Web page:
Wednesday, November 2, 2011

"Poetry as Scholarship" by Ange Mlinko


Hippocampus: a sea horse with a horse’s forelegs and a dolphin’s tail.  Ignis fatuus:
a phosphorescent light that hovers or flits over swampy ground at night, possi-
bly caused by spontaneous combustion of gasses emitted by rotting organic
matter—alternatively, something that misleads or deludes.  Pioneer: foot soldier.
Placebo: “I shall please.”  Standard: rallying place.

A dictionary of words from other languages with no counterpart in English
would include chreos, “the poet’s obligation to praise,” and charis, which means
“the charm specific to poetry.”  But sometimes you wanna say: Screw you,
charm! Sappho doting on her girls, I’d like a little thumos, i.e. a hoof’s kick to the

I’m at the typewriter being useful, meanwhile—doctors walking freely, profess-
sors walking freely, addicts walking freely, priests walking freely! Who is as
useful as I? Larousse and Bescherelle, Roget & Webster, Liddell & Scott: I would
put them in a play, the play I don’t write, called Ignis Fatuus.

As Roussel’s putting a statue of Kant in Ejur was completely faithful to the
bizarreness of Africa, so I am obliged to find the precise correlatives to
describe the randomness of the universe, those rifts out of which the hatch-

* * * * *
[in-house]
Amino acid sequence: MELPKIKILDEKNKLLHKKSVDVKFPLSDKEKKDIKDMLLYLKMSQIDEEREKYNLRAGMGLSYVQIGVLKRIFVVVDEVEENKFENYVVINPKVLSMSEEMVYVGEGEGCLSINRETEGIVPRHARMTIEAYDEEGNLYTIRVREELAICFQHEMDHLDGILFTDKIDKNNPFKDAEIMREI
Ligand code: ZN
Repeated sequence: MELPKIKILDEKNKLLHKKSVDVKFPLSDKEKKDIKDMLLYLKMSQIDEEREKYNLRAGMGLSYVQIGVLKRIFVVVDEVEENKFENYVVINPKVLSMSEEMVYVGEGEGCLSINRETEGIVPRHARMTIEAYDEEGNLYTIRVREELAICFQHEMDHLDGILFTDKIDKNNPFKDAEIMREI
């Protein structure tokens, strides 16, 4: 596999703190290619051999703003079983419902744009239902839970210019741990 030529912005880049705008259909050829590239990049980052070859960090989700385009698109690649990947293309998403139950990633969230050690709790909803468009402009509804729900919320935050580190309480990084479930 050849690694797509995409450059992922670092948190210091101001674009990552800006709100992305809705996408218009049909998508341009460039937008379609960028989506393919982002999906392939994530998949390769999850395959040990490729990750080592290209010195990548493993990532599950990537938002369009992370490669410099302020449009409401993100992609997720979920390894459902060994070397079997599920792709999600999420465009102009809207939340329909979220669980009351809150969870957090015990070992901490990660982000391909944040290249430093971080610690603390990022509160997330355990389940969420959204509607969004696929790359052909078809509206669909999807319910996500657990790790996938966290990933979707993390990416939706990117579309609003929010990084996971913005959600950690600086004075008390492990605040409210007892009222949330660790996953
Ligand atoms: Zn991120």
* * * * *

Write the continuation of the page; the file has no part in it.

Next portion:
ing of a new being, or alternatively, the brick that falls on your head alone from
the scaffolding. But it’s not even a brick, it’s the fingerprints on a brick or sec-
ond cousin to the experiments done from leaning towers, measuring the
velocity of falling objects of different weights; time loses its place, and you get
the placebo.

To be a pioneer of archaic meters, check out the newly excavated encyclopedia
of horse gaits, which metamorphoses into an ode on the mount with strophe
and antistrophe interspersed with didactic choruses, seguing into an instruct-
tion manual on the training of steeds, a pre-Socratic treatise crossed with an
Arabian libretto, a hybrid text you send out on a sojourn rather than the race-
track, communicating intelligence reports across the spice routes, ending with
the rules for a military funeral for a mule.

I was trying to describe the perfect library when I remembered that all you
need to know is its etymology, rallying place.

Source of the text - Ange Mlinko, Starred Wire.  Minneapolis, MN: Coffee House Press, 2005, pp. 42-43.

Bourguignomicon: Hybrid jeremiad. In this poem about aboutness, Mlinko glides by passion versus placebo, the false fire of lexicography, & a poem as library.

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